3. The mule of the Prophet Muhammad
I have already written at length about Duldul, the favoured mule of Muhammad, founder of Islam. You can read parts one and two here for a more in-depth exploration, but to give you a basic recap for the purpose of this list: Duldul, the “first mule seen in Islam”, was white or in colour and was Muhammad’s favourite. He rode her into many battles and she was of great help to him – she could sit or lie down on command, and one local legend even describes how she carried the prophet up a sheer cliff to escape danger. She outlived Muhammad and was looked after by his son-in-law, who would hand feed her as by then she was so old and toothless.
Mule or not? A few sources refer to Duldul as a horse – a Persian literary character is even said to ride an Arabian stallion who was the descendent of Duldul, which is not impossible if she was a mule, but is unlikely.
4. The mule of Sgoidamur
A 13th century compilation by Austrian poet, Heinrich von dem Türlin, tells how the dying king of Serre left his kingdom to his two daughters – bequeathing them a magical bridle that would preserve the kingdom for its possessor. The elder daughter, Amurfina, took both kingdom and bridle; and younger sister Sgoidamur, riding upon a bridleless mule, made her way to the court of King Arthur to ask for help.
The first knight Sgoidamur meets is Kay. He takes the mule and embarks on a great journey across dark forests full of great and savage cats who all bow before the mule, a deep valley full of reptiles, and wide, sunny plains. He then encounters a deep black river, wide and fast-flowing, with bridge no wider than a hands-breadth the only way to cross it. The mule immediately jumps upon this narrow bridge and Kay returns in terror to Arthur’s court.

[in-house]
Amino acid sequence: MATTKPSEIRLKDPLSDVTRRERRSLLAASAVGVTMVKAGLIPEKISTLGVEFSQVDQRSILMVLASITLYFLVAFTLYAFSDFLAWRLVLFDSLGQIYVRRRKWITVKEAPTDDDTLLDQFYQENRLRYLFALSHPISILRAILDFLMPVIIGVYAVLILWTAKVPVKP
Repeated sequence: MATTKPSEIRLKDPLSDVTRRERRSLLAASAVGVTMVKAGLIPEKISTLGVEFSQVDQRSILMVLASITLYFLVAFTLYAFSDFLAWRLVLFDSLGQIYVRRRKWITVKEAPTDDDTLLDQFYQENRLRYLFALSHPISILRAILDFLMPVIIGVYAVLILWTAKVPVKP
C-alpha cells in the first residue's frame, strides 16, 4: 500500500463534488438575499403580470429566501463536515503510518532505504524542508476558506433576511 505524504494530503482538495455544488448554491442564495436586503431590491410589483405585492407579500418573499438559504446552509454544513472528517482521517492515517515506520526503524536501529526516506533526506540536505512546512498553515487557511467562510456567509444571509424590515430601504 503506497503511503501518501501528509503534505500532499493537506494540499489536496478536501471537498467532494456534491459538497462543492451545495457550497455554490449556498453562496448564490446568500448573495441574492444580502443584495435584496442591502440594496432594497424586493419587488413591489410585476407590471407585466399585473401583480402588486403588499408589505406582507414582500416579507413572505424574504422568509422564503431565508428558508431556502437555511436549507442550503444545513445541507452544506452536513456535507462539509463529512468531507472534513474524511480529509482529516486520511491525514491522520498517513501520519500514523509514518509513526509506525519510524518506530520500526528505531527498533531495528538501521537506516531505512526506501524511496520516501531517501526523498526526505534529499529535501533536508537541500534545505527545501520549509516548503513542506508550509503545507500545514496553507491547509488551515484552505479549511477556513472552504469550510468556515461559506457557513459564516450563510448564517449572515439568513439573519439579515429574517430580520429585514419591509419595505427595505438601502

Gawain then sets out with the mule, and is courageous enough to cross the bridge. On the other side of the river he finds a curious castle – there are heads mounted on sticks outside, and the high walls revolve like a mill-stone, meaning that Gawain and the mule only have a limited period of time to pass through the entrance on each revolution. They make it through, but the mule loses its tail.
Inside the castle is deserted, but presently Gawain meets Gansguoter – magician, builder of the castle, Uncle of the two princesses, and slayer of many knights. Gawain must pass several tests before he is allowed to take the bridle: first he must behead Gansguoter (who returns again the next day), then Gawain must defeat two lions, then he must defeat the knight whose previous kills are displayed on the stakes outside the castle, and finally he must fight and kill two dragons.
Triumphant, Gawain returns to Camelot with the mule and the bridle, and all the beasts of the forest bow to both knight and mule as they pass.
It is postulated in the book Celtic Myth and Arthurian Romance that the mule itself may in fact have been another form of Gansguoter, based on a 12th century source in which Arthur tracks a mysterious white beast through the forest only for it to reveal itself as King Belnain; a trope in which the old god is seen as a tester of the young god. As the author rather beautifully puts it, “the old god should bring the young god to the scene of his trial, and that is just what this marvellous mule does”.
There is also the French poem La Mule sanz Frain, by Paien de Maisieres, that is very similar and dates from the same time period.
Mule or not? Definitely mule – or magician in mule form, at any rate!